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So I stumbled upon something which I'd like to understand, as it's causing me headaches. I have the following code:

#include <stdio.h>
#include <smmintrin.h>

typedef union {
    struct { float x, y, z, w; } v;
    __m128 m;
} vec;

vec __attribute__((noinline)) square(vec a)
{
    vec x = { .m = _mm_mul_ps(a.m, a.m) };
    return x;
}

int main(int argc, char *argv[])
{
    float f = 4.9;
    vec a = (vec){f, f, f, f};
    vec res = square(a); // ?
    printf("%f %f %f %f\n", res.v.x, res.v.y, res.v.z, res.v.w);
    return 0;
}

Now, in my mind, the call to square in main should put the value of a in xmm0 so that the square function can do mulps xmm0, xmm0 and be done with it.

This is not what happens when I compile with clang or gcc. Instead, the first 8 bytes of a are put in xmm0 and the next 8 bytes in xmm1, making the square function a lot more complicated as it needs to patch things back up.

Any idea why?

NOTE: This is with -O3 optimization.

After further research, it seems like it has to do with the union type. If the function takes a straight __m128, the generated code will expect the value in a single register (xmm0). But given that they should both fit in xmm0, I don't see why it's being split in two half-used registers when the vec type is used..

5
  • Have you played with any other command-line options? It's always worth to try turning things on/off to see how it affects the generated code. – Jonathon Reinhart Mar 16 '14 at 3:44
  • I will try, any suggestions? There's so many switches.. – cloudhead Mar 16 '14 at 3:47
  • I'm not familiar with clang, but on GCC there are a bunch of x86 specific options, many relating to SSE. Also, what about optimization and debug flags? – Jonathon Reinhart Mar 16 '14 at 3:50
  • Honestly, I'm surprised it's not using four registers, since that is how it would pass four floats. Since you're using gcc, I would recommend using the vector extensions instead of a struct with four floats. – ughoavgfhw Mar 16 '14 at 5:16
  • To me, it doesn't look like it's passing the parameter in xmm0 at all. If you use a straight __m128 or even a struct containing a single __m128, then it will pass that in xmm0, as per the ABI. But I think the ABI insists that unions get passed on the stack (although I could well be wrong about that). – rici Mar 16 '14 at 5:50
5

The compiler is just trying to follow the calling convention as specified by the System V Application Binary Interface AMD64 Architecture Processor Supplement, section 3.2.3 Parameter Passing.

The relevant points are:

We first define a number of classes to classify arguments. The
classes are corresponding to AMD64 register classes and defined as:

SSE The class consists of types that fit into a vector register.

SSEUP The class consists of types that fit into a vector register and can
be passed and returned in the upper bytes of it.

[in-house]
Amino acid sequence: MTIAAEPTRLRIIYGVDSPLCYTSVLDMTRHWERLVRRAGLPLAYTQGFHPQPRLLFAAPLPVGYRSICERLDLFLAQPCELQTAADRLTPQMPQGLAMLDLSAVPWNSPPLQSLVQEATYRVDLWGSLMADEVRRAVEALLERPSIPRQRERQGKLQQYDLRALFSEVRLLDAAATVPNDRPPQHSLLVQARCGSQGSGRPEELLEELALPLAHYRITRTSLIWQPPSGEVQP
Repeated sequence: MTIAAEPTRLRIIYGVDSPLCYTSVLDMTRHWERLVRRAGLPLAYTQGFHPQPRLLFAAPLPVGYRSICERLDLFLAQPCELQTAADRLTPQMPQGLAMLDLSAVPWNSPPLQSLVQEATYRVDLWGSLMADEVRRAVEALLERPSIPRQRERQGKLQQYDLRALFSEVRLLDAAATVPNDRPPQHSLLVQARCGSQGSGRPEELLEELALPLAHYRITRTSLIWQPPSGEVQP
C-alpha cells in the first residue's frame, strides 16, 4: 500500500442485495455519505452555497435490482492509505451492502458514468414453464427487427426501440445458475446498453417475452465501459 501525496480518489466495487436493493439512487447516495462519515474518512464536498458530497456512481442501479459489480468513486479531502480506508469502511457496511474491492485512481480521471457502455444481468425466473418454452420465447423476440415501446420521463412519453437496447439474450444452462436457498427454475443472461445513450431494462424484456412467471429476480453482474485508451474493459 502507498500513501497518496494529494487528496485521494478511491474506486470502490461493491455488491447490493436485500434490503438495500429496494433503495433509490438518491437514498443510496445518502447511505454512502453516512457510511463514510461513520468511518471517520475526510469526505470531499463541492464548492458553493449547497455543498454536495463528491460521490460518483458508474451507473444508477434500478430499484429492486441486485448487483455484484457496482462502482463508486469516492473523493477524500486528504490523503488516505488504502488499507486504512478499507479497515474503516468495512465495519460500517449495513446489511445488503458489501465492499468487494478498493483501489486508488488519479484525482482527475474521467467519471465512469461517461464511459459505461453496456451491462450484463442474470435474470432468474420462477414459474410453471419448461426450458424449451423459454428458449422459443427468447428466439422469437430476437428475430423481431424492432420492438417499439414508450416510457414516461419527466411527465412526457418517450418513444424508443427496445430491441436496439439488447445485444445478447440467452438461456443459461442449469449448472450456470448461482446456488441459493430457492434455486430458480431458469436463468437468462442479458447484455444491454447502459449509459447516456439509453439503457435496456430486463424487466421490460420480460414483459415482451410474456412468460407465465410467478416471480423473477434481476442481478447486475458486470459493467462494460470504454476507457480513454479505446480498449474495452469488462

The size of each argument gets rounded up to eightbytes.
The basic types are assigned their natural classes:
Arguments of types float, double, _Decimal32, _Decimal64 and __m64 are
in class SSE.

The classification of aggregate (structures and arrays) and union types
works as follows:

If the size of the aggregate exceeds a single eightbyte, each is
classified separately. 

Applying the above rules means that the x, y and z, w pairs of the embedded struct get separately classified as SSE class, which in turn means they must be passed in two separate registers. The presence of the m member in this case doesn't have any effect, you can even delete it.

1
  • That seems to be the answer. I thought maybe the first point would take precedence, as it fits into a vector register. Interesting. – cloudhead Mar 16 '14 at 14:09
3

EDIT: on a second read through, I'm less certain why this is happening, but I'm more certain that this is where it is happening. I don't think this answer is right, but I'll leave it up as it may be helpful.

Speaking only for clang:

It seems like this is an issue that is just an unfortunate side effect of a compiler heuristic.

From a brief look at clang (file CGRecordLayoutBuilder.cpp, function CGRecordLowering::lowerUnion) it looks like llvm doesn't internally represent union types as such, and the types of a function don't get changed depending on the uses within the function.

clang looks at your function and sees that it needs 16 bytes worth of arguments for the type signature, then uses a heuristic to pick which type it thinks is best. It favors a { double, double } interpretation over a <4 x float> (which would give it the most efficiency in your case) because doubles are more lenient with respect to alignment.

I'm no expert on clang internals, so I could be very wrong, but it doesn't look like there's a particularly nice way around this one. If you want the optimized version you may have to use pointer casting instead of unions to get it.

The code I suspect is causing the problem:

void CGRecordLowering::lowerUnion() {
    ...
    // Conditionally update our storage type if we've got a new "better" one.
    if (!StorageType ||
        getAlignment(FieldType) >  getAlignment(StorageType) ||
        (getAlignment(FieldType) == getAlignment(StorageType) &&
        getSize(FieldType) > getSize(StorageType)))
      StorageType = FieldType;
    ...
}

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